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Cave Point-Clay Banks

No. 559


Photo by Wisconsin DNR


Three units, Kellner Fen, Shivering Sands, and Sturgeon Bay comprise the SNA. Located along the Lake Michigan shoreline, Cave Point-Clay Banks is an extensive complex of coastal wetlands that supports many unique plants and animals. Lakeshore, open active dunes, ridge and swale topography, embayment lakes and wetlands, and large tracts of mixed conifer-hardwood forest characterize the area. The embayment lakes and wetlands were formed thousands of years ago along the Door Peninsula coastline when a series of ancient Lake Michigan bays were closed off through sand and cobble deposition from longshore currents. As a result of the deposition, ridges and swales along with calcareous fens and high-quality forested wetlands are found here today.

Kellner Fen is an embayment wetland similar to other near-shore lakes on the Door Peninsula. However, this fen differs since it has no natural outlet to Lake Michigan. Through the natural processes of sand deposition and subsequent dune formation, it was completely isolated from the lake waters until two small, man-made outlets were dug more than 60 years ago. This site features a floating peat mat with a series of interconnected open-water pools at the center and is critical habitat for rare dragonflies. The mat consists of a diversity of sedges, bulrushes, and a rare orchid. Numerous migratory birds use the fen for a stopover and nesting habitat. A lowland conifer/hardwood forest borders the fen to the north while a near-mile-long, 20 to 30-foot-high dune borders the east and south. West of the fen is a second-growth mesic to wet-mesic conifer hardwood forest growing on thin soils over dolomite. The Lake Michigan shore has stretches of sand, pebble, and bedrock shoreline.

The Shivering Sands Unit encompasses many geologic and natural elements to form a contiguous and complex landscape. Large tracts of lowland coniferous forest grade to upland stands of mixed northern hardwood/conifer forest. A complex hydrologic pattern is manifest by numerous springs that emanate from the dolomite bedrock. Small streams thread through the area and both feed and drain the site. Substrates of peat, marl, sand, loam, and dolostone bedrock underlie the mosaic of forest and wetland. Surrounding three undeveloped lakes is an extensive wet-mesic forest of white cedar, tamarack, alder, and balsam fir. Abundant puddles, pools, and ponds saturate the forest. The lakes contain dense expanses of emergent vegetation that provide excellent habitats for nesting waterfowl and wading birds. A large ridge and swale formation supports a forest of white birch, red maple, beech, hemlock, and white pine. To the east, a white pine, hemlock, white spruce, white cedar, and paper birch forest occurs on the rocky uplands and contains many species more commonly found further north. This large contiguous forest supports a unique fauna rarely found elsewhere on the Door Peninsula. An impressive suite of mammals includes fisher, otter, snowshoe hare, porcupine, mink, and coyote. Over 110 species of birds have been documented to breed here.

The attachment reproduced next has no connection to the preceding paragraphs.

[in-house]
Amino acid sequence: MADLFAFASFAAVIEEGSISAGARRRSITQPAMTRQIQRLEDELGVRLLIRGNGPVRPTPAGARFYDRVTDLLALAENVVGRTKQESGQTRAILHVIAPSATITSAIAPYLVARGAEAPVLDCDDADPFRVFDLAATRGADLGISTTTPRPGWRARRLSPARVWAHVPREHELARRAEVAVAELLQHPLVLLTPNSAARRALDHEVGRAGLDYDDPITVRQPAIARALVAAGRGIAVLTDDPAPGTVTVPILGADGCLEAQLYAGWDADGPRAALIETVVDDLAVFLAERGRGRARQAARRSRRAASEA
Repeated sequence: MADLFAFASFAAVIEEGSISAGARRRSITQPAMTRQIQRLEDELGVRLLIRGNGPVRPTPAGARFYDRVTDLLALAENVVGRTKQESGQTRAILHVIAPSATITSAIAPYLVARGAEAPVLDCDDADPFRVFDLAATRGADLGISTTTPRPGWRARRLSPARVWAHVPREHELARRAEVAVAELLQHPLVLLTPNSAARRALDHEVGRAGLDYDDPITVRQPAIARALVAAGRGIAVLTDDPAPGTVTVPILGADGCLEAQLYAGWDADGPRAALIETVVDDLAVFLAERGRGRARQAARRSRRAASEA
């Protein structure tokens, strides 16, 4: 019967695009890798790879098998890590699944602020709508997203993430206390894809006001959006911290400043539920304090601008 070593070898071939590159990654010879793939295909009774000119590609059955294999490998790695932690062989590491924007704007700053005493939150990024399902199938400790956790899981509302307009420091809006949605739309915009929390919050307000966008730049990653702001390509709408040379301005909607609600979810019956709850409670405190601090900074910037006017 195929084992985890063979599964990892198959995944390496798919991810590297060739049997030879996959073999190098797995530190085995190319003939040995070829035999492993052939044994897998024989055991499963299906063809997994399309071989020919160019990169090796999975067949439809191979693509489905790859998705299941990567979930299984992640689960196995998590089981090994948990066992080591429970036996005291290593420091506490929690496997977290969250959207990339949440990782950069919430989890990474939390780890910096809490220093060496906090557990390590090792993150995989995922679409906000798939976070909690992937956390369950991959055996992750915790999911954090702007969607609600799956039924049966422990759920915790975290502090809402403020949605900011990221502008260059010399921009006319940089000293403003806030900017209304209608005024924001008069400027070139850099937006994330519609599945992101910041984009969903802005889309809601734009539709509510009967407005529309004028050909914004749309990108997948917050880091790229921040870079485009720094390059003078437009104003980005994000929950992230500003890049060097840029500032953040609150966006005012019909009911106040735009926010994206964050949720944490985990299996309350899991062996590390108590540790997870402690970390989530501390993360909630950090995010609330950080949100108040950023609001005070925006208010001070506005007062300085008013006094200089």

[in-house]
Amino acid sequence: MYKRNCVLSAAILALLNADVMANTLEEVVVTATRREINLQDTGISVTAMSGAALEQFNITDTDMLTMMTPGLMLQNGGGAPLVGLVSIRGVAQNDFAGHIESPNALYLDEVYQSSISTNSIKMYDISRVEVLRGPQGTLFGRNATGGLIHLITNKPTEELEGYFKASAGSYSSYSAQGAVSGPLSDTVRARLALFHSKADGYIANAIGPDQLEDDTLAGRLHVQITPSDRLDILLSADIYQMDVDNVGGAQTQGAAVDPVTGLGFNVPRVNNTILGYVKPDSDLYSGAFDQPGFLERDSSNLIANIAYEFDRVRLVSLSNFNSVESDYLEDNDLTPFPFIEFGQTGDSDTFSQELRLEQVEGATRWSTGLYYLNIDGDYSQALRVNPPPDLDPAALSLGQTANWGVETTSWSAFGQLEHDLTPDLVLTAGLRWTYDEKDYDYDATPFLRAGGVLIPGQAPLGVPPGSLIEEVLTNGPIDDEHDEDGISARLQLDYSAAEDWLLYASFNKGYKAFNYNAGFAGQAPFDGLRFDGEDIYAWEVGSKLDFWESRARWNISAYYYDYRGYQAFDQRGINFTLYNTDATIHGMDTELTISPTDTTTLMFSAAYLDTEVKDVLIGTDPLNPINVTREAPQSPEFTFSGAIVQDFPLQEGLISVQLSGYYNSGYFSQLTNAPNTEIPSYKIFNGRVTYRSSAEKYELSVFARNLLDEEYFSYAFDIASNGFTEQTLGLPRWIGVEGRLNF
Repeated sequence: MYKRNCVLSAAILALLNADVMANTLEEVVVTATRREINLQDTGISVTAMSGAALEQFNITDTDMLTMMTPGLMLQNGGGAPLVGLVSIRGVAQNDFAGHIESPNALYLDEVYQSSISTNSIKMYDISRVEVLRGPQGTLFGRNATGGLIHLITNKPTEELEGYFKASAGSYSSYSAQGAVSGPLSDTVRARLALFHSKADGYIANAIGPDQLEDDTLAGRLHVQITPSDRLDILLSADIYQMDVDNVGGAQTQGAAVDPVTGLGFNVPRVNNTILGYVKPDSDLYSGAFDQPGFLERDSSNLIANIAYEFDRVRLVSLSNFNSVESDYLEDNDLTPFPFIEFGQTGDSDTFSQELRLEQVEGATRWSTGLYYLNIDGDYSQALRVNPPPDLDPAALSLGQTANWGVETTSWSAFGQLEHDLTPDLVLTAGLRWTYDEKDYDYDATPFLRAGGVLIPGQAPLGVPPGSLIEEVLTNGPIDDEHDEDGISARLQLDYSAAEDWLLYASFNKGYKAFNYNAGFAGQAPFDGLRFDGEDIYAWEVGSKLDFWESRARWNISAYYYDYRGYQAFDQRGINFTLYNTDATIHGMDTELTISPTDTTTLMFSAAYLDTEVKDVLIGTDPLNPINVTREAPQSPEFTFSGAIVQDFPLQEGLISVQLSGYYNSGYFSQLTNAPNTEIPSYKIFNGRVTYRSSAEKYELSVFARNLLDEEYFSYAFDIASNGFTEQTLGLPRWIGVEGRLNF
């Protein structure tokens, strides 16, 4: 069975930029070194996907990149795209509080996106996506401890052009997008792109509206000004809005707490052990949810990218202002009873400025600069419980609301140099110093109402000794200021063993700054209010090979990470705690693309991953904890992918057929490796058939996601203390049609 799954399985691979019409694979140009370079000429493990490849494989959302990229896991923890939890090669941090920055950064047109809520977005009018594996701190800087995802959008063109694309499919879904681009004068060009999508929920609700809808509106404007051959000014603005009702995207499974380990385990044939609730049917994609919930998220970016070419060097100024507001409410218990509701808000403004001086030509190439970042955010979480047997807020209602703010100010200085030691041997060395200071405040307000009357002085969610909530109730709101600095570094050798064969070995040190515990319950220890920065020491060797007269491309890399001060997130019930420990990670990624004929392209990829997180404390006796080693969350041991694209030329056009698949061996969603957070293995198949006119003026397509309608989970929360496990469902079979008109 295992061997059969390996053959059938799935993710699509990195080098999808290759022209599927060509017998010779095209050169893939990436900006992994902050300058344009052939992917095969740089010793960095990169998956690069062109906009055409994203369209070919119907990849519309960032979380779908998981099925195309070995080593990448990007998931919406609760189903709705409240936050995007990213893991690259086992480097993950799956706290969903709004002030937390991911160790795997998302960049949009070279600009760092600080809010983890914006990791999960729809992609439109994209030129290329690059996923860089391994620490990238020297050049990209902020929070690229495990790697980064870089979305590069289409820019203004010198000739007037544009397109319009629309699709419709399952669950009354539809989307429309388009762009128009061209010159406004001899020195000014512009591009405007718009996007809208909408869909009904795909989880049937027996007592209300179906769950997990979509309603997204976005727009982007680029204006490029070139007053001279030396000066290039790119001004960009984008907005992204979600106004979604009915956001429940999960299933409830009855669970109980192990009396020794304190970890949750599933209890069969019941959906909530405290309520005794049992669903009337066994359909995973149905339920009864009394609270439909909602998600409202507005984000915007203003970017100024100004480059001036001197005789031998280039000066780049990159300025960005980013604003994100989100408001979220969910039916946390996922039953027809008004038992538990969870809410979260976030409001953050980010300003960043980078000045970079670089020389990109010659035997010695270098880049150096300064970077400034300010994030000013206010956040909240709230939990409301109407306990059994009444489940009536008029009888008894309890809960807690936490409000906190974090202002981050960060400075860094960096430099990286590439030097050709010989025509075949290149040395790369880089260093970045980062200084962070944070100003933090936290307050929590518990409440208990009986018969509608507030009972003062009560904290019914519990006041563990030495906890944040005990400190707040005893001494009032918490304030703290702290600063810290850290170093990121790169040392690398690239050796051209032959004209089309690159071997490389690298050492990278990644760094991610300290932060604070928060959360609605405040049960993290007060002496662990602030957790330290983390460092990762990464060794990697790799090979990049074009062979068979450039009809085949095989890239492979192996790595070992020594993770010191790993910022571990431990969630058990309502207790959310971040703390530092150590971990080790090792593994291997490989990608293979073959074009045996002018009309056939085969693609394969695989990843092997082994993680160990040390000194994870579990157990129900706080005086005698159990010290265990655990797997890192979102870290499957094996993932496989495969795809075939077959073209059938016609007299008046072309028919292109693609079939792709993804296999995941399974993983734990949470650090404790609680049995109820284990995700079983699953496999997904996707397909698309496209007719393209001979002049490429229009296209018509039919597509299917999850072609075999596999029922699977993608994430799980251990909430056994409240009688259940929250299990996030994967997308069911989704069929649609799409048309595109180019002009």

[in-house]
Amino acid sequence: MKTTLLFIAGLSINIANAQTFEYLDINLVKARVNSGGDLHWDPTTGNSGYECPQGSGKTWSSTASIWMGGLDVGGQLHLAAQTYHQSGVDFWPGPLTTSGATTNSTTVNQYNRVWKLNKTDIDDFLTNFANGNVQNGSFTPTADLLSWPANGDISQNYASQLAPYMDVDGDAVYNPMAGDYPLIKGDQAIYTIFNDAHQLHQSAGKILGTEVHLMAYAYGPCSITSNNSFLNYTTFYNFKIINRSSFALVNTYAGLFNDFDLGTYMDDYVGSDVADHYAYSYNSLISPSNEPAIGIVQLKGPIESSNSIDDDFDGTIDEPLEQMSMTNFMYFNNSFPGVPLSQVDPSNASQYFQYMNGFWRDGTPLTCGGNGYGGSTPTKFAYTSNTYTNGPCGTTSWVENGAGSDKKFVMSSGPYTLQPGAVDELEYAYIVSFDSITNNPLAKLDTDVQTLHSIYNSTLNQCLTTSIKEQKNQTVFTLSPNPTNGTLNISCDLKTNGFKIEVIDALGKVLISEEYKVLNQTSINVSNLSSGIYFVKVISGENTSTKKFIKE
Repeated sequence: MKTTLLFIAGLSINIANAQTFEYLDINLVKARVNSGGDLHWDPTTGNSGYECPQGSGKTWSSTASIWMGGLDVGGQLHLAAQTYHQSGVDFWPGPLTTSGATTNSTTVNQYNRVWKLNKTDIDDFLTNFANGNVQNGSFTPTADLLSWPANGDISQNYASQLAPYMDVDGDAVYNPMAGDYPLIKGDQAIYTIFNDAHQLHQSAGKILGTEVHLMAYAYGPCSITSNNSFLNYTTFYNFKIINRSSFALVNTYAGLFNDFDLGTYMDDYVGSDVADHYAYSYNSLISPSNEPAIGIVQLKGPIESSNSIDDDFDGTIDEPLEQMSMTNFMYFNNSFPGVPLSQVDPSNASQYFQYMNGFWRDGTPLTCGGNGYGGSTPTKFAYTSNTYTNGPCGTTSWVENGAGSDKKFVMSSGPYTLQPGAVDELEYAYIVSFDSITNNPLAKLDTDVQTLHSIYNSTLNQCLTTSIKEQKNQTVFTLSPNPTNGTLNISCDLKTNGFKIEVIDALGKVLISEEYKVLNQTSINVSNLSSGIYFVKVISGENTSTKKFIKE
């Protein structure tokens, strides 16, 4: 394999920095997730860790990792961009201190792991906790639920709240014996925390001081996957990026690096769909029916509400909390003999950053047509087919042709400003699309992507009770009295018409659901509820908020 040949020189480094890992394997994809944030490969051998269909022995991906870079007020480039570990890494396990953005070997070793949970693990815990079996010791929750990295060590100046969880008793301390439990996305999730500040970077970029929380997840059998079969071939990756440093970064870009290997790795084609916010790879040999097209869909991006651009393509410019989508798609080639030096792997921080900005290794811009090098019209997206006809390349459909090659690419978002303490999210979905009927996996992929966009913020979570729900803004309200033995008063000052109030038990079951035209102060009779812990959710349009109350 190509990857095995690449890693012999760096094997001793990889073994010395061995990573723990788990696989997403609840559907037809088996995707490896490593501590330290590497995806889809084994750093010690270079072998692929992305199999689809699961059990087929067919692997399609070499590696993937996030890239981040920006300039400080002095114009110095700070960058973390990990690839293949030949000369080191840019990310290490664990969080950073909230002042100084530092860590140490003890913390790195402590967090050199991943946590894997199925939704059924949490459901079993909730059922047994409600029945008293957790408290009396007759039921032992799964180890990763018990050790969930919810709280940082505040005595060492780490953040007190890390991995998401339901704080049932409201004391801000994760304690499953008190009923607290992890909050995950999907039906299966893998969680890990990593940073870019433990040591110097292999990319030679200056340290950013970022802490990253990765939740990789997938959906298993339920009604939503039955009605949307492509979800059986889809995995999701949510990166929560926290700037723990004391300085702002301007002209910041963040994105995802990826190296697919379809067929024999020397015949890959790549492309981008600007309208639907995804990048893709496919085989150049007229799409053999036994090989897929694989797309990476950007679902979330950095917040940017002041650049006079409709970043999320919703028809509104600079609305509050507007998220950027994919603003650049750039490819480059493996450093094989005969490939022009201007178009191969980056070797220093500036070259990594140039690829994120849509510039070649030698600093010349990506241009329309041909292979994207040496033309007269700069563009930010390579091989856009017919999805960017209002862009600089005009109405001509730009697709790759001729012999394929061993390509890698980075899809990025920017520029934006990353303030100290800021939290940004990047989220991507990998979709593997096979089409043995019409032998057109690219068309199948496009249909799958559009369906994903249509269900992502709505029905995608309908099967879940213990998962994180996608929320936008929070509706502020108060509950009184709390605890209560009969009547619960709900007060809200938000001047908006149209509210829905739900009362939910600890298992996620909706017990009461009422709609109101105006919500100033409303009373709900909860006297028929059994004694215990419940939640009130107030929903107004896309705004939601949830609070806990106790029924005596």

The Sturgeon Bay Unit contains an extensive ridge and swale landscape that is laterally bisected by the Sturgeon Bay Ship Canal. Built-in the 1870s, the canal connects Lake Michigan with the waters of Green Bay. On either side of the canal is an extensive mosaic of dry-mesic to mesic forested dunes and ridges interspersed with flooded swales. To the west is a lowland conifer forest that occupies an ancient lakebed, which was present when Lake Michigan water levels were higher than today. This landscape is exceptional both regarding its physical extent and in the diversity of natural communities and native species present. The adjacency to Lake Michigan and the north-south coastline orientation make this site critical stopover habitat for numerous bird species.